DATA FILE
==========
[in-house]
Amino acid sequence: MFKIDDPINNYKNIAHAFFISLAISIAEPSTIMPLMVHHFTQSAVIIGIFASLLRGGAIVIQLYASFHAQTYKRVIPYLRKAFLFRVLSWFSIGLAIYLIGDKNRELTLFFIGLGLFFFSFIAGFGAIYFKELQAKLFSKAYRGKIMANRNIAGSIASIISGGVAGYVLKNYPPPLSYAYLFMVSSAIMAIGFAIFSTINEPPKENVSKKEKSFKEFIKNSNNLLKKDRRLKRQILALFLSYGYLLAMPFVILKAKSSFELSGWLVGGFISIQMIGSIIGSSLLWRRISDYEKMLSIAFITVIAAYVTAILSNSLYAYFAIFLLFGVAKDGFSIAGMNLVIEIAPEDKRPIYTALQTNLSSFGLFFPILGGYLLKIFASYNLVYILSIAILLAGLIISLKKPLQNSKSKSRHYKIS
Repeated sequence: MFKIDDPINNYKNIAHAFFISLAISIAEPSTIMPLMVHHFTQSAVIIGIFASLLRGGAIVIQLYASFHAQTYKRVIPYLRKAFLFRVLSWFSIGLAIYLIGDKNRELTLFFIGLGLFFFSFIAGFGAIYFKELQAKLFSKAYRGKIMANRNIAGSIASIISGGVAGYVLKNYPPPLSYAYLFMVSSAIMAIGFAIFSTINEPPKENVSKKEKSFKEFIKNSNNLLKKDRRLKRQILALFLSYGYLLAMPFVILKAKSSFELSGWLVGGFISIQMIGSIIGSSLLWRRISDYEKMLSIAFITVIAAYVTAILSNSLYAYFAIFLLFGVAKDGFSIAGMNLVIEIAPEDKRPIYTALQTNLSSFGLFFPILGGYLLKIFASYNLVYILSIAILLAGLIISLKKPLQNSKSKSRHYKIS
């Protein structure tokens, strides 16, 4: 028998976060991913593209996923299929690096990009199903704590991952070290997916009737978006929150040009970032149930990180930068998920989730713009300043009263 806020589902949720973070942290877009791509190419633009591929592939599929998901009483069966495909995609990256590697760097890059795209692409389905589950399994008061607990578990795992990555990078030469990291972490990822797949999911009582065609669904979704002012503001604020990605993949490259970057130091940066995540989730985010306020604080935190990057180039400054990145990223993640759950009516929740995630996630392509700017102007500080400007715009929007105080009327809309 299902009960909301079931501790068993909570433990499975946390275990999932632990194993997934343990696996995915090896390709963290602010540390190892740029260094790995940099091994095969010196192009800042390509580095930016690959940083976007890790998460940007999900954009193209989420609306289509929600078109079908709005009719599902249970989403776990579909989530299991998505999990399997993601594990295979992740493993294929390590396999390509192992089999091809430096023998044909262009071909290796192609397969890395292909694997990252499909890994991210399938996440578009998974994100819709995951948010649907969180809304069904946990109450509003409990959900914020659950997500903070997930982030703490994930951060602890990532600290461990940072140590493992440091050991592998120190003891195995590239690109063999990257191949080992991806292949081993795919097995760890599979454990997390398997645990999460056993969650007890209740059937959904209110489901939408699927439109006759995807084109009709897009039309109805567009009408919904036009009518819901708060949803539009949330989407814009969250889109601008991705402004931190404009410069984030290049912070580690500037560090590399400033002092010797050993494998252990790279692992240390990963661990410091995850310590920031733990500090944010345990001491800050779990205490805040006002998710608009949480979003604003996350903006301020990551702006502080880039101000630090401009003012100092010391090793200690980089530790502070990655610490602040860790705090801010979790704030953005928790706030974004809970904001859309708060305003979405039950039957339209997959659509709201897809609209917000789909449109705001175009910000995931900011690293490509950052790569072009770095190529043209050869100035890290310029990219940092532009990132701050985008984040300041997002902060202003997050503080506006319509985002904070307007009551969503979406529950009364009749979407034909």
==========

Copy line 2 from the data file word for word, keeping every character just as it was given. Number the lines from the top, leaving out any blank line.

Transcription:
Amino acid sequence: MFKIDDPINNYKNIAHAFFISLAISIAEPSTIMPLMVHHFTQSAVIIGIFASLLRGGAIVIQLYASFHAQTYKRVIPYLRKAFLFRVLSWFSIGLAIYLIGDKNRELTLFFIGLGLFFFSFIAGFGAIYFKELQAKLFSKAYRGKIMANRNIAGSIASIISGGVAGYVLKNYPPPLSYAYLFMVSSAIMAIGFAIFSTINEPPKENVSKKEKSFKEFIKNSNNLLKKDRRLKRQILALFLSYGYLLAMPFVILKAKSSFELSGWLVGGFISIQMIGSIIGSSLLWRRISDYEKMLSIAFITVIAAYVTAILSNSLYAYFAIFLLFGVAKDGFSIAGMNLVIEIAPEDKRPIYTALQTNLSSFGLFFPILGGYLLKIFASYNLVYILSIAILLAGLIISLKKPLQNSKSKSRHYKIS